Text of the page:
In the popular organizations resistance to the islamists groups in the city of Raqqa, like elsewhere, women have played a leading role. Suad Nofal, a school teacher, for example has been protesting nearly on daily manner for months against the autoritarian practices of the ISIS and to demand the release of political priosnners imprisoned by the islamist group as we can see in this interview (http://www.youtube.com/watch?v=gFpViPfrPhs&feature=youtu.be — or see this article http://www.syriauntold.com/en/story/2013/10/17/5811). She actually compares the authoritarian practices of the  ISIS with the ones of the regime, opposing both of them (http://www.all4syria.info/Archive/103006).

It was also the women of Raqqa that condemned the instrumentalization of religion for the purpose of oppression in the previous months by Jabhat al-Nusra front, which notably replaced the revolution flag, and practiced arbitrary detentions and murders. “Safeguard the state´s capabilities,” “Respect freedom,” “Respect civilians,” and “Do not to humiliate” were some other slogans that were repeated as a warning to those trying to steal the revolution.

In other parts of Syria we have also witnessed popular resistance against the ISIS and similar groups. In beginning of October, ISIS shot demonstrators in the city of Aazaz, North of Syria, opposing their rule. 
One of the slogans people were chanting in the demonstrations were notably: “One, one, one; the regime and al-Qaeda are one” (http://www.youtube.com/watch?v=9463MXrNEh8). This slogan has actually spread to throughout Syria increasingly. Following this violent repression from the ISIS, The people of Aazaz staged a general strike the days after, in addition to several protests, demanding an end to continued military presence in their city by militants from the ISIS, calling on them to leave civilians to govern the city, and go fight against the regime on the fronts. A statement released by activists vowed that the people of Aazaz would continue the strike until all of their demands are met (see http://www.youtube.com/watch?v=3lL-Py-bI9U)

Beginning of October and in September, different FSA brigades voted to expell ISIS from the city of Homs and Idlib. Joint Command of the “Free Syrian Army and the forces of revolutionary movement” issued a statement few weeks ago asking all foreign fighters in Syria to leave (pro-regime and Al-Qaeda sisters), and promises to work on the revolution’s values of “freedom, dignity and social justice” and to “retain the independent Syrian decision” from foreign states (http://www.all4syria.info/Archive/102268?wpmp_tp=1). Fights between FSA batallions and ISIS have actually increased these last couple of weeks.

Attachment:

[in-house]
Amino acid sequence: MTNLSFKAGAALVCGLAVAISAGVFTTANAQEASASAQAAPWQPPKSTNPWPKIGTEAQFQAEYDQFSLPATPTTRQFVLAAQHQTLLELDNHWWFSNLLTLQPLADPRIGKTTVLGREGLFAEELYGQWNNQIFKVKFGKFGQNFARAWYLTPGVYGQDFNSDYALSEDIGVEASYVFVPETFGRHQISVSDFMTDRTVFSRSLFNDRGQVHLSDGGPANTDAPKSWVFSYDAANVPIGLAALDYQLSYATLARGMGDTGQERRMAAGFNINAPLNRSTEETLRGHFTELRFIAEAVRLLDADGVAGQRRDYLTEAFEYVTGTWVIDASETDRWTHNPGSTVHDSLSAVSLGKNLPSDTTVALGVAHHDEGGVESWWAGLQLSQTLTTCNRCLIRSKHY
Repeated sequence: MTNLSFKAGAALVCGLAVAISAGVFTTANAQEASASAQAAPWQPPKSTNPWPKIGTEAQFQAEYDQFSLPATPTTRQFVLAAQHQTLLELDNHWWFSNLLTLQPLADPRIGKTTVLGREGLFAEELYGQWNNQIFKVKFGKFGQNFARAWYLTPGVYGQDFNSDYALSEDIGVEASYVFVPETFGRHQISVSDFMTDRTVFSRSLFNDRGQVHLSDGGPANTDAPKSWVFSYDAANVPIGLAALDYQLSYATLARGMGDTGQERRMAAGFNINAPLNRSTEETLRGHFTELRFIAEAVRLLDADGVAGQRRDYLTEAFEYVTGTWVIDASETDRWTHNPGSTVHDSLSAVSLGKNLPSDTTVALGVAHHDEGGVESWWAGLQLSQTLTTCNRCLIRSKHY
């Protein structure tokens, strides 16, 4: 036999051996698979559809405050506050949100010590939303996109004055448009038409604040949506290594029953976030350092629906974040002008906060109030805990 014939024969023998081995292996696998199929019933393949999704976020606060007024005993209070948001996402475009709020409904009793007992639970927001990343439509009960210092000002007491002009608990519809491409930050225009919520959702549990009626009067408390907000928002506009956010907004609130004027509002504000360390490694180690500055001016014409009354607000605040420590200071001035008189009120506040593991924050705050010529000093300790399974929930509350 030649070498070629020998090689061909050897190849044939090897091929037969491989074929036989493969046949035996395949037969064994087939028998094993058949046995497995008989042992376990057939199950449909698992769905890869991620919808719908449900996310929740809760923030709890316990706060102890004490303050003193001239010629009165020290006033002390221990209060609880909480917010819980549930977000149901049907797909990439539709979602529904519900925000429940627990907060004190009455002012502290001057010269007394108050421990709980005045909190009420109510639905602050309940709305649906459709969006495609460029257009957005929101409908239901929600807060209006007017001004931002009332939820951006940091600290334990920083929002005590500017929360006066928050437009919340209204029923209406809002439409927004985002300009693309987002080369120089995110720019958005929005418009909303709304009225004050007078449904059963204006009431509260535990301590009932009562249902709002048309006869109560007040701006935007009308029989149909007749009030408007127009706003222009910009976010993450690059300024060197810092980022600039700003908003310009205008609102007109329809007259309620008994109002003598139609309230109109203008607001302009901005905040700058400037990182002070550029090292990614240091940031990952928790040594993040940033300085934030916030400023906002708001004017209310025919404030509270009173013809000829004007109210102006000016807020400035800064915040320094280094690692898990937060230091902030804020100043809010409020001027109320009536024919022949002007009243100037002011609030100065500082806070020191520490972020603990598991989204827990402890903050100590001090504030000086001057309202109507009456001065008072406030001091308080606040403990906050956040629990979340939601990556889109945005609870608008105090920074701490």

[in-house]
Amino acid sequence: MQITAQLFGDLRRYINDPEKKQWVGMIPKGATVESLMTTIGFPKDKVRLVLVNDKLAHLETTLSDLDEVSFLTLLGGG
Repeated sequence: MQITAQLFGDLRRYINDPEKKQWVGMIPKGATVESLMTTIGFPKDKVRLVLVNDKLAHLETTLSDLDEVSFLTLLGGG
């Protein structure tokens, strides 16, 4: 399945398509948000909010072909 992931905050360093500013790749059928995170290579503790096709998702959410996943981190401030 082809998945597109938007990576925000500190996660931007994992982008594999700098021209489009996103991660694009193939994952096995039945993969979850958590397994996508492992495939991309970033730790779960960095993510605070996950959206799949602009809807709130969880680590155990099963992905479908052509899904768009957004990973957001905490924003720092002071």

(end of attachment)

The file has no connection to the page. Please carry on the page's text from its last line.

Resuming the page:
The Council of Salah Eldeen Quarter, in Aleppo, signed a placard on September 27 2013, saying in opposition to ISIS: “Take Your Islam and Leave Us Our Islam – Islam conquered hearts before lands”.

Coordination committees such as the Kurdish Fraternity Committee have accused ISIS of “occupying cities and terrorizing citizens”, equating them to pro-regime group Hezbollah, which has been ruthlessly targeting civilians. They did a demonstration in Ashrafiya, Aleppo, on September 20, 2013 against the ISIS and we could see banners notably saying “”Syria will be free, free; ISIS, get out” and “We Syrians Reject Masked Fighters in Our Country,” “ISIS is the Regime’s State of Iraq and Syria”, and  “Our Syria is colorful. No to ISIS and its black flag.”

All this popular resistance has been translated on a national scale on several occasions through the declaration of the Local Coordination Committees. On September 20, 2013, the LCC declared that « Despite the brutality of the Syrian regime and the weakness of the international community the insistence of the Syrians has increased  day by day to go in the revolution so they come out in Friday they named “Only Syrians will liberate Syria” to prove that the will of the Syrian people will remain the most powerful weapon in the face of tyranny.  Activists of the committees in  Douma, Zabadani and  Madaya in Damascus Suburbs, Tafas and Mizeireeb in Daraa sent messages that rejected to replace tyranny with another, especially the practices of “the State of Iraq and the Levant,” which it does not differ from the practices of the Syrian regime in repression and suppression of expression freedom, and also they emphasized the legitimacy of the revolution People and proceed with the revolution until victory, refusing  half-solutions which do not satisfy the aspirations of the Syrian people, and whatever the difficulties revolutions can make the impossible becomes real. » ( see pictures and video against ISIS https://syriafreedomforever.wordpress.com/2013/09/20/صور-و-فيديو-من-مظاهرات-ضد-تنظيم-الدولة/).

In earlier September, eleven civilian groups representing the organized structures of the Revolution in a broad area outlying Damascus, rallied strongly around Razan Zaitouneh, a key figure in the grassroots of the Syrian Revolution. The 36-year-old lawyer was threatened and harassed by members of armed Jihadist factions in eastern Ghouta of Damascus, for no other reason than “being an independent and unveiled woman who is among the grassroots leadership cadres of our Revolution,” as one activist put it.

More recent examples can be shown as well, such as the Statement of the Civilian Movement in Syria Regarding the Remarks of Mr. Zahran Alloush, Commander of the Army of Islam on October 14, 2013 (https://syriafreedomforever.wordpress.com/2013/10/16/statement-of-the-civilian-movement-in-syria-regarding-the-remarks-of-mr-zahran-alloush-commander-of-the-army-of-islam-on-october-14-2013/) in which groups and members of the Syrian revolutionary process stated their rejection « of any attempt by any party to impose authoritarianism upon decision-making and upon the work of citizens. We also reject that compliance with any institution not elected by the people, no matter how powerful or wealthy the institution, be rendered a benchmark for the public good or a gauge of patriotism or an indicator of the ability to perform civic duty today ». This statement was issued after Mr. Zahran Alloush (Commander of the Army of Islam) deemed the establishment [of the expanded Douma Civilian Council] to be divisive of unity because it ought to have taken the Consultative Council that is associated with him as its sole reference point.